This behavior is common among students who are left behind by the system. "They'll do something mischievous because they'd rather take the disciplinary consequence than be embarrassed in front of the whole class." Robertson says students who aren't learning well enough at school often lack any support at home, which leads to them getting into worse situations. 

"They have an industry right outside their door where they can make money—the drug industry," says Robertson. "It's right on their block. I knew where people were cooking crack when I was 10 or 11 years old."

Robertson says this is where the school-to-prison pipeline begins. So he has given himself a mission: "We're trying to cut off that pipeline."

From Failure to Flourishing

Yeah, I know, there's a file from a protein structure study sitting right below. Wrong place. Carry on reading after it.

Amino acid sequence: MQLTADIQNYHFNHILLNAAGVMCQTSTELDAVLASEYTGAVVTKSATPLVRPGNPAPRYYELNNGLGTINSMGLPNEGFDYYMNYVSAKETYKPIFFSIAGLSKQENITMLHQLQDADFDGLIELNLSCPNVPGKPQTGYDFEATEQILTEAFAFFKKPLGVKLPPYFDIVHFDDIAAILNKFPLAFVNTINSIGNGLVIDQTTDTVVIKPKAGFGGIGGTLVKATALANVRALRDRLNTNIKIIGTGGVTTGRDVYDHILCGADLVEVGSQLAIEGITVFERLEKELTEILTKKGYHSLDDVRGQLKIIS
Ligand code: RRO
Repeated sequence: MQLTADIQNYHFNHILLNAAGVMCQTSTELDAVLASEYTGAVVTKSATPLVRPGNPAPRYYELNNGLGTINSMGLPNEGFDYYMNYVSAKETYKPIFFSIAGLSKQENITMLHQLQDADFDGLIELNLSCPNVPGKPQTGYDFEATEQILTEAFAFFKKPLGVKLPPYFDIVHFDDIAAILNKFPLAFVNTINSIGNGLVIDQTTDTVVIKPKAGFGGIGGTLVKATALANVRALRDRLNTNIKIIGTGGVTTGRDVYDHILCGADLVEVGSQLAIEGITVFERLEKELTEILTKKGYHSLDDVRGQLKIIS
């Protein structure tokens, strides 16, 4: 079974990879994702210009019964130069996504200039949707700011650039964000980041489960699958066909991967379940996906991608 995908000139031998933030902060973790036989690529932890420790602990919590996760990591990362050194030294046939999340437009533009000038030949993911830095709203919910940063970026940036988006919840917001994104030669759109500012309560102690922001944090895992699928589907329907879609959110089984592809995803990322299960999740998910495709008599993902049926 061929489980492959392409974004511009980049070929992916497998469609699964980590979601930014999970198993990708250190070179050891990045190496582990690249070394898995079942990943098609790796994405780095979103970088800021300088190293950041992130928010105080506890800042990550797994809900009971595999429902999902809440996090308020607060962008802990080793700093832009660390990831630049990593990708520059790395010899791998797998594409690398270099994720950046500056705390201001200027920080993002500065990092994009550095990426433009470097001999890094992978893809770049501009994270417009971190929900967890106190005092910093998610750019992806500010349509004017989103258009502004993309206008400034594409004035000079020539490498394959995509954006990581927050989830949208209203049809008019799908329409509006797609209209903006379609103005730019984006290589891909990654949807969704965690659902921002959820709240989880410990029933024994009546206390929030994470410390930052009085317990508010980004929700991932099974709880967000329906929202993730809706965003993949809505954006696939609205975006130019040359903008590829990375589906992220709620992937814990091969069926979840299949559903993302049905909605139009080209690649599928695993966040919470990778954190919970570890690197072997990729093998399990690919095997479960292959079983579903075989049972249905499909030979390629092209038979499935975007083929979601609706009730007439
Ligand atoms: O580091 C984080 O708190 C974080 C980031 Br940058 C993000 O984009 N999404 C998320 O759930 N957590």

Parent after parent asked him the same question: "Can my kids come to the church?" 

The pastor's first thought was, "Come here for what?" Then Robertson remembered what the bishop had done for him years earlier.

"He inconvenienced his entire life in order to help me," Robertson says.

One church member had lost her job because of the pandemic, and Robertson realized she could help students with homework and provide other programming. "We took a risk and hired her," he says. "We had the facilities already with our Sunday school classrooms."

Six students from the local school district began coming to the church to do their online learning. The newly hired learning guide helped them with their homework and ensured the students sat at their computers with the cameras on when they had live lessons.

Word spread in the community. Demand continued to grow, even after schools returned to in-person classes. And so, in 2021, the Rock City Learning Center (RCLC) was born.